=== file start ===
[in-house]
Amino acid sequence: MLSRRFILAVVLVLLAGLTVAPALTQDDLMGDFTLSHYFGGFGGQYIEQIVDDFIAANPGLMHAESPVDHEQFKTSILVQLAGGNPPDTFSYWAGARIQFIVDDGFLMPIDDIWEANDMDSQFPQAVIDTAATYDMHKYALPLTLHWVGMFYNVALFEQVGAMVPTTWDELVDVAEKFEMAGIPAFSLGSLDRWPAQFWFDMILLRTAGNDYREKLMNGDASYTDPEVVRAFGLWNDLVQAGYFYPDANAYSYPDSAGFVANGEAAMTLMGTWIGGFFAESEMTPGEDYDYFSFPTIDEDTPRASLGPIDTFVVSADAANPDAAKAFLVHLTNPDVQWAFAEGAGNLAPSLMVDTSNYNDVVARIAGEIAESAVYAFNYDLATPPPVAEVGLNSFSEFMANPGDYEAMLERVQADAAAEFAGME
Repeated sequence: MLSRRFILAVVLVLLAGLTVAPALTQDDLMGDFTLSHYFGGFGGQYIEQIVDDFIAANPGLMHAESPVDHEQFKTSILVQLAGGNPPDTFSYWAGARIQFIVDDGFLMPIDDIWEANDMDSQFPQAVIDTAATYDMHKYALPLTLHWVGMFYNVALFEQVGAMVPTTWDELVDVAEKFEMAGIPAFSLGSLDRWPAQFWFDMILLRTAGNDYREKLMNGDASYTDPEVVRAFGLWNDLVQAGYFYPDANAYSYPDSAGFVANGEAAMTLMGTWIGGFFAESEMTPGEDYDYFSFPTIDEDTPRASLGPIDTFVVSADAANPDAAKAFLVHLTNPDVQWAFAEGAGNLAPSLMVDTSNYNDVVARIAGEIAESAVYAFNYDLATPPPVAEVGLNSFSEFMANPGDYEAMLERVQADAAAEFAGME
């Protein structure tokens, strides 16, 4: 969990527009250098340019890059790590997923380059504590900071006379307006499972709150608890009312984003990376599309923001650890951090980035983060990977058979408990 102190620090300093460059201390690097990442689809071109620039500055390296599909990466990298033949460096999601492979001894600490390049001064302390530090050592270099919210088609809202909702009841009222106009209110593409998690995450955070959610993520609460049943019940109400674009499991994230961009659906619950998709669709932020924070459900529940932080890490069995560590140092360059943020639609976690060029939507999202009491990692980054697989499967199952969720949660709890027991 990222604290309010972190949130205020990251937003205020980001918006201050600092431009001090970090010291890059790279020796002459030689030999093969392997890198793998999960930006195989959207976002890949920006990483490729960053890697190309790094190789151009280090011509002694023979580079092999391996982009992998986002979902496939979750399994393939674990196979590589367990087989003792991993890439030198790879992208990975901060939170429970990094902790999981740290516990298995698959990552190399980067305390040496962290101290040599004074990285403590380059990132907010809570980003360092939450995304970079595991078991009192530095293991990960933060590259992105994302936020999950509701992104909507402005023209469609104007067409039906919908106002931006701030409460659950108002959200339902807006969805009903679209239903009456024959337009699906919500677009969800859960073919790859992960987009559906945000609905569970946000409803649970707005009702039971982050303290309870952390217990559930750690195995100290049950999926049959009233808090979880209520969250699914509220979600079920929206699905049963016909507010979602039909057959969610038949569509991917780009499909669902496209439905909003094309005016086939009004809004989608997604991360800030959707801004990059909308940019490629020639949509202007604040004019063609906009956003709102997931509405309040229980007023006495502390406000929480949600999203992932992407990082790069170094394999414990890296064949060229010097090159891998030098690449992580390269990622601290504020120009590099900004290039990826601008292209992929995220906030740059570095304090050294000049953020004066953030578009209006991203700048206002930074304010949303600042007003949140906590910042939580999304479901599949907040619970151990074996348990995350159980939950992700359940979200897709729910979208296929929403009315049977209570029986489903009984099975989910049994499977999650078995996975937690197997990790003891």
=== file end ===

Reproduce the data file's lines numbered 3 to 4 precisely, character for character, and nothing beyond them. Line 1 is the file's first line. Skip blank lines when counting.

Repeated sequence: MLSRRFILAVVLVLLAGLTVAPALTQDDLMGDFTLSHYFGGFGGQYIEQIVDDFIAANPGLMHAESPVDHEQFKTSILVQLAGGNPPDTFSYWAGARIQFIVDDGFLMPIDDIWEANDMDSQFPQAVIDTAATYDMHKYALPLTLHWVGMFYNVALFEQVGAMVPTTWDELVDVAEKFEMAGIPAFSLGSLDRWPAQFWFDMILLRTAGNDYREKLMNGDASYTDPEVVRAFGLWNDLVQAGYFYPDANAYSYPDSAGFVANGEAAMTLMGTWIGGFFAESEMTPGEDYDYFSFPTIDEDTPRASLGPIDTFVVSADAANPDAAKAFLVHLTNPDVQWAFAEGAGNLAPSLMVDTSNYNDVVARIAGEIAESAVYAFNYDLATPPPVAEVGLNSFSEFMANPGDYEAMLERVQADAAAEFAGME
């Protein structure tokens, strides 16, 4: 969990527009250098340019890059790590997923380059504590900071006379307006499972709150608890009312984003990376599309923001650890951090980035983060990977058979408990 102190620090300093460059201390690097990442689809071109620039500055390296599909990466990298033949460096999601492979001894600490390049001064302390530090050592270099919210088609809202909702009841009222106009209110593409998690995450955070959610993520609460049943019940109400674009499991994230961009659906619950998709669709932020924070459900529940932080890490069995560590140092360059943020639609976690060029939507999202009491990692980054697989499967199952969720949660709890027991 990222604290309010972190949130205020990251937003205020980001918006201050600092431009001090970090010291890059790279020796002459030689030999093969392997890198793998999960930006195989959207976002890949920006990483490729960053890697190309790094190789151009280090011509002694023979580079092999391996982009992998986002979902496939979750399994393939674990196979590589367990087989003792991993890439030198790879992208990975901060939170429970990094902790999981740290516990298995698959990552190399980067305390040496962290101290040599004074990285403590380059990132907010809570980003360092939450995304970079595991078991009192530095293991990960933060590259992105994302936020999950509701992104909507402005023209469609104007067409039906919908106002931006701030409460659950108002959200339902807006969805009903679209239903009456024959337009699906919500677009969800859960073919790859992960987009559906945000609905569970946000409803649970707005009702039971982050303290309870952390217990559930750690195995100290049950999926049959009233808090979880209520969250699914509220979600079920929206699905049963016909507010979602039909057959969610038949569509991917780009499909669902496209439905909003094309005016086939009004809004989608997604991360800030959707801004990059909308940019490629020639949509202007604040004019063609906009956003709102997931509405309040229980007023006495502390406000929480949600999203992932992407990082790069170094394999414990890296064949060229010097090159891998030098690449992580390269990622601290504020120009590099900004290039990826601008292209992929995220906030740059570095304090050294000049953020004066953030578009209006991203700048206002930074304010949303600042007003949140906590910042939580999304479901599949907040619970151990074996348990995350159980939950992700359940979200897709729910979208296929929403009315049977209570029986489903009984099975989910049994499977999650078995996975937690197997990790003891």